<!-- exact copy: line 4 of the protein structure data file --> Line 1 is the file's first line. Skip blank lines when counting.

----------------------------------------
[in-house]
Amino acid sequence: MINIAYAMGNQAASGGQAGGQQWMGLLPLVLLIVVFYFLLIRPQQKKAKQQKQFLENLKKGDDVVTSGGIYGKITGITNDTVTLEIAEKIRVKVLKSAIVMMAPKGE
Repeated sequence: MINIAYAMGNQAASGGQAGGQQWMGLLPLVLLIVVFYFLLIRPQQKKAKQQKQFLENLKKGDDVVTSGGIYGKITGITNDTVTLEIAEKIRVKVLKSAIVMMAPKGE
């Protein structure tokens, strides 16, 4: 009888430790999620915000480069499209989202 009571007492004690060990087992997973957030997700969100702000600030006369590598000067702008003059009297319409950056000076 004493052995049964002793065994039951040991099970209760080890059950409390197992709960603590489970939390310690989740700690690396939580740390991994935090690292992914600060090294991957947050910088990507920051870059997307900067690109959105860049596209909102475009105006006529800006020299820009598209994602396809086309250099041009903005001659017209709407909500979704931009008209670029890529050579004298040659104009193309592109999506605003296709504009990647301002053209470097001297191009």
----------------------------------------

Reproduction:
């Protein structure tokens, strides 16, 4: 009888430790999620915000480069499209989202 009571007492004690060990087992997973957030997700969100702000600030006369590598000067702008003059009297319409950056000076 004493052995049964002793065994039951040991099970209760080890059950409390197992709960603590489970939390310690989740700690690396939580740390991994935090690292992914600060090294991957947050910088990507920051870059997307900067690109959105860049596209909102475009105006006529800006020299820009598209994602396809086309250099041009903005001659017209709407909500979704931009008209670029890529050579004298040659104009193309592109999506605003296709504009990647301002053209470097001297191009």